Despite that competition though, advertising on local Craigslist sites can be effective. When Chelsea Kuhn advertised on her Montana Craigslist, renewing her free ad every couple of days, she found that she won a client for every ten to fifteen postings.


Craigslist is free advertising to a local market. While you’ll need to renew the ad at least every couple of days to ensure that you return high in search results, you can use the same ad again and again. It doesn’t take more than a few minutes. Craigslist provides an opportunity to put your services in front of a large number of local leads at no cost.


Craigslist’s competitiveness doesn’t just affect the frequency with which you have to renew your ads. It also affects prices. Many of the photographers advertising on the site are offering cut-price packages. It’s a place to pick up quick budget jobs, not major bookings.

How to Do It

Create two ads and run them on alternate days to see which approach delivers the best results. When you’ve got an ad that works, renew it frequently to ensure it’s always visible and doesn’t drop too far down the search result listings.

Local Press

The local media might have less power than it used to, but it is still important. Reporters don’t just put the name of a local service in front of an audience, they also confer a particular status on that business. Because the local newspaper and local radio stations are seen as vital pillars of a community when they discuss the work of a local business, that company — that photographer — comes to be seen as a vital part of the local community too. They’re not just another wedding or portrait company; they’re the town’s main wedding or portrait photography business.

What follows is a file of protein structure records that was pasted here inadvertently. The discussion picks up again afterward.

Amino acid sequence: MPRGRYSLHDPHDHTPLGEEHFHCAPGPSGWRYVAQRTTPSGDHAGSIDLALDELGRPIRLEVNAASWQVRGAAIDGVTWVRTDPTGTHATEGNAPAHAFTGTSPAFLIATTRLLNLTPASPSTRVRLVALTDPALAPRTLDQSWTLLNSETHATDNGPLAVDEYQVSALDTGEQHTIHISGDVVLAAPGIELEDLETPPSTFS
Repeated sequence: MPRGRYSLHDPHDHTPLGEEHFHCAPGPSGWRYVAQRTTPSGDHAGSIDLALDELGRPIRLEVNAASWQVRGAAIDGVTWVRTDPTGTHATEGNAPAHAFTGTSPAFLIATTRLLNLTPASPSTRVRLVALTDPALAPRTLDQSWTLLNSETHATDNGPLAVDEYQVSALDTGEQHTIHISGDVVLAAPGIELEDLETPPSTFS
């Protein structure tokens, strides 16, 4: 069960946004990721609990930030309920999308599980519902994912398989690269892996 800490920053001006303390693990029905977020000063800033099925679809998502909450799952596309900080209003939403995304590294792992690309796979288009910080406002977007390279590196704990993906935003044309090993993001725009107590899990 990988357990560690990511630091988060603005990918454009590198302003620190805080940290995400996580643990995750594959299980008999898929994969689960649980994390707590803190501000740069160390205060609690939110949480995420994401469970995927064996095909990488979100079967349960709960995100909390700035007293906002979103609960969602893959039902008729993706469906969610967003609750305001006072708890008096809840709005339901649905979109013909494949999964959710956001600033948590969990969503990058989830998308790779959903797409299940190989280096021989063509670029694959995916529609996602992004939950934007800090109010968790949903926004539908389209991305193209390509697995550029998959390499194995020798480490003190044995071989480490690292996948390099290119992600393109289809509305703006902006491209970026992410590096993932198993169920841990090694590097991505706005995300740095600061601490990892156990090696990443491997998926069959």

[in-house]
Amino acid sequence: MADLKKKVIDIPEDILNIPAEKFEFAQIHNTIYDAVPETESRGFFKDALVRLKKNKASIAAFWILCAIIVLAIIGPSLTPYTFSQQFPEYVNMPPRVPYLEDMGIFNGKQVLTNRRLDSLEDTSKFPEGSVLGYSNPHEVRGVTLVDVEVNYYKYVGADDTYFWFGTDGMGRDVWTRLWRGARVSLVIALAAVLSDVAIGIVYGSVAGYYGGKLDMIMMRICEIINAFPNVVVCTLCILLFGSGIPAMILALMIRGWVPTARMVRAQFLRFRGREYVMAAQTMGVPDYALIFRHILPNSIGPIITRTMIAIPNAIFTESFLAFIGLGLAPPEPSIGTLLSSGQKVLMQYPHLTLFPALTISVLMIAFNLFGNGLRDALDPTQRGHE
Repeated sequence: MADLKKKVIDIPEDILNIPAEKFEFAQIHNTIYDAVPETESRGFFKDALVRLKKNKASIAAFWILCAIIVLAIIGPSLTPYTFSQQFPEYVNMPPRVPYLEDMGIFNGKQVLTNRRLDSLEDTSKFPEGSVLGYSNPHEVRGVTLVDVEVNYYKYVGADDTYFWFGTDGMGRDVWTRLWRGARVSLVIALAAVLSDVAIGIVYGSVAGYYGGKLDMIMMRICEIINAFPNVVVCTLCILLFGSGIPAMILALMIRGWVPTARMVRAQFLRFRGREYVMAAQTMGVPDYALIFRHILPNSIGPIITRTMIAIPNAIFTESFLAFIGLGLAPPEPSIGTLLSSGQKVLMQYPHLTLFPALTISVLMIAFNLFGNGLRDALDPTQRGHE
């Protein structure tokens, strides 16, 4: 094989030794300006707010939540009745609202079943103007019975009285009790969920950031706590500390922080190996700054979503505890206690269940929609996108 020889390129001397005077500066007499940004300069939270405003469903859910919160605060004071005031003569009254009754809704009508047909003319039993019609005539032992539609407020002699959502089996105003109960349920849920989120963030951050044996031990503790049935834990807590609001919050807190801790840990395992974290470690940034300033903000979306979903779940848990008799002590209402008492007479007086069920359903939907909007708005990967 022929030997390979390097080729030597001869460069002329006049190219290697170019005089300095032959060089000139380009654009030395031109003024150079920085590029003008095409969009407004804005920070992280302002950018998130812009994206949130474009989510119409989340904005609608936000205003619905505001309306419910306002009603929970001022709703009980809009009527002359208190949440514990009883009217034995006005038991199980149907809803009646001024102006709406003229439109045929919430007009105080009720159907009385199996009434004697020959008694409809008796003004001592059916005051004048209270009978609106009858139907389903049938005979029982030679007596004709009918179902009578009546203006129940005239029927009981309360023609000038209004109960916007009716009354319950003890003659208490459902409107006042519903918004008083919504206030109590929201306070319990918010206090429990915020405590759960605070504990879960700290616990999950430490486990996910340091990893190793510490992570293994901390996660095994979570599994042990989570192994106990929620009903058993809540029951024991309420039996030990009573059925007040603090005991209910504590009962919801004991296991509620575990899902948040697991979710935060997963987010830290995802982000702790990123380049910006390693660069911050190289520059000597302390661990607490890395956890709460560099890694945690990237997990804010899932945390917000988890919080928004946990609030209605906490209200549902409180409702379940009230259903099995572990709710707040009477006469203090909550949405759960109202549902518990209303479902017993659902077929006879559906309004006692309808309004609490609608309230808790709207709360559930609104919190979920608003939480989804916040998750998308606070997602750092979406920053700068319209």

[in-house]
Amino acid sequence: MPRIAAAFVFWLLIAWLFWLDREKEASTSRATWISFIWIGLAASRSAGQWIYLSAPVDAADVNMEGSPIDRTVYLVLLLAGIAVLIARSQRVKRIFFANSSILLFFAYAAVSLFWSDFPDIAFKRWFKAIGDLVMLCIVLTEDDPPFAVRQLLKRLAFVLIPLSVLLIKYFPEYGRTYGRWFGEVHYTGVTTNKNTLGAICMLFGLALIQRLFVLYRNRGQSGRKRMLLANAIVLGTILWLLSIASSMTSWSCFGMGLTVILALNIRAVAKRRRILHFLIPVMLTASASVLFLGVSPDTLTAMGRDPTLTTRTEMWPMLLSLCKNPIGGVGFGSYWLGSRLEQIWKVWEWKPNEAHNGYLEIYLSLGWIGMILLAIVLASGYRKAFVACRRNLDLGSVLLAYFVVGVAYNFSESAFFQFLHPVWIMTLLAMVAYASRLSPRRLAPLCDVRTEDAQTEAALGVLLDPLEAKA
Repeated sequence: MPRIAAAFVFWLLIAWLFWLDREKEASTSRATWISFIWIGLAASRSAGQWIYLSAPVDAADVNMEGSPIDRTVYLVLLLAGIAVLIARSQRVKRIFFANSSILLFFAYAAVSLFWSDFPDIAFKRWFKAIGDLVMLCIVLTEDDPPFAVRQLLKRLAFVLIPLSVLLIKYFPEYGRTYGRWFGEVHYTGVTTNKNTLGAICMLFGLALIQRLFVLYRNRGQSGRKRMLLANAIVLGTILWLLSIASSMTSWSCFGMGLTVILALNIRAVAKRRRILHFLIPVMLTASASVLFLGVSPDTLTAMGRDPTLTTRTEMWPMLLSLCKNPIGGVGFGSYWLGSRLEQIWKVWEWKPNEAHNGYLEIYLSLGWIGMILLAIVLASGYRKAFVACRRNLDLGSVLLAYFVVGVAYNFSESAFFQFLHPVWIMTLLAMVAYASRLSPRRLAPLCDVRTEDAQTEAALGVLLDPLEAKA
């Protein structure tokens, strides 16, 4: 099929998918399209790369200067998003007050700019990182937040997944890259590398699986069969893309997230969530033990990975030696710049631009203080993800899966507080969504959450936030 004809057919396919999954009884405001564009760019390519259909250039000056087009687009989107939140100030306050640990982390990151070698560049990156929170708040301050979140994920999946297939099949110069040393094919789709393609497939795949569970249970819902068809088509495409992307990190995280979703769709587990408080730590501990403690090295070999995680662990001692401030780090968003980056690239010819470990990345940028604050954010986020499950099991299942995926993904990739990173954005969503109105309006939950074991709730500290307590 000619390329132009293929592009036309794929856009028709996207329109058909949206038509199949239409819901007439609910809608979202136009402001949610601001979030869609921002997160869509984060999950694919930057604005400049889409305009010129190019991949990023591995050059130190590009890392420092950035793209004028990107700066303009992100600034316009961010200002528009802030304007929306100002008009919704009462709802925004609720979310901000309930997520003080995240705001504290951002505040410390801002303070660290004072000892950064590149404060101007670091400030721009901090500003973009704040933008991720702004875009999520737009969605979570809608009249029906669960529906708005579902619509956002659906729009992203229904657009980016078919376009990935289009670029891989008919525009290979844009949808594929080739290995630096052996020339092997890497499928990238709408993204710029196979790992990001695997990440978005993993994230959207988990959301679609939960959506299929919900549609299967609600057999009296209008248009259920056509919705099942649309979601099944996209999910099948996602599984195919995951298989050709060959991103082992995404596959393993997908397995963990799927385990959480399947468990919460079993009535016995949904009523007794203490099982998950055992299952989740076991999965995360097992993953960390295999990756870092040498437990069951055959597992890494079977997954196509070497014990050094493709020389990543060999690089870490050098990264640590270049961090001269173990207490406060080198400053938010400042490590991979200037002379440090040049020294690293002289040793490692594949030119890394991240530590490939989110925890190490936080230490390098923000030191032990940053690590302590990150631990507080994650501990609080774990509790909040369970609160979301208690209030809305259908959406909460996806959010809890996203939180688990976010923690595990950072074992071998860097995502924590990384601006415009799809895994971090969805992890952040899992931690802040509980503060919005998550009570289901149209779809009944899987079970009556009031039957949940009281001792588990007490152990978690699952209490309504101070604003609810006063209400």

And that endorsement can stretch beyond the appearance in the press. Place a cutting of an article about your photography service on the wall of your studio and you remind leads who want to hear about your service in person that the local press approves of you.


Local publicity is free and powerful. While an ad in a local newspaper might cost several hundred dollars, a write-up about your work will provide more detail, samples of your images and cost you nothing. It also delivers an endorsement from a respected local institution that no paid advertising can ever bring.


Publicity is unreliable. Anyone can buy an ad in a local newspaper or a spot on a local radio station but to win a write-up on the feature pages, you’ll need to persuade a journalist that you are a story that would interest their readers.

How to Do It

The way in is through press releases. You’ll need a gripping headline, contact information and, most importantly, a good story. Announcing a discount on your wedding package won’t be enough. You could tell the press though about wedding trends, offer a list of the most romantic locations for engagement shoots or tell people how to avoid looking stiff during a portrait session. Submit the press release to sites like but also email it to lifestyle editors and reporters in your local press.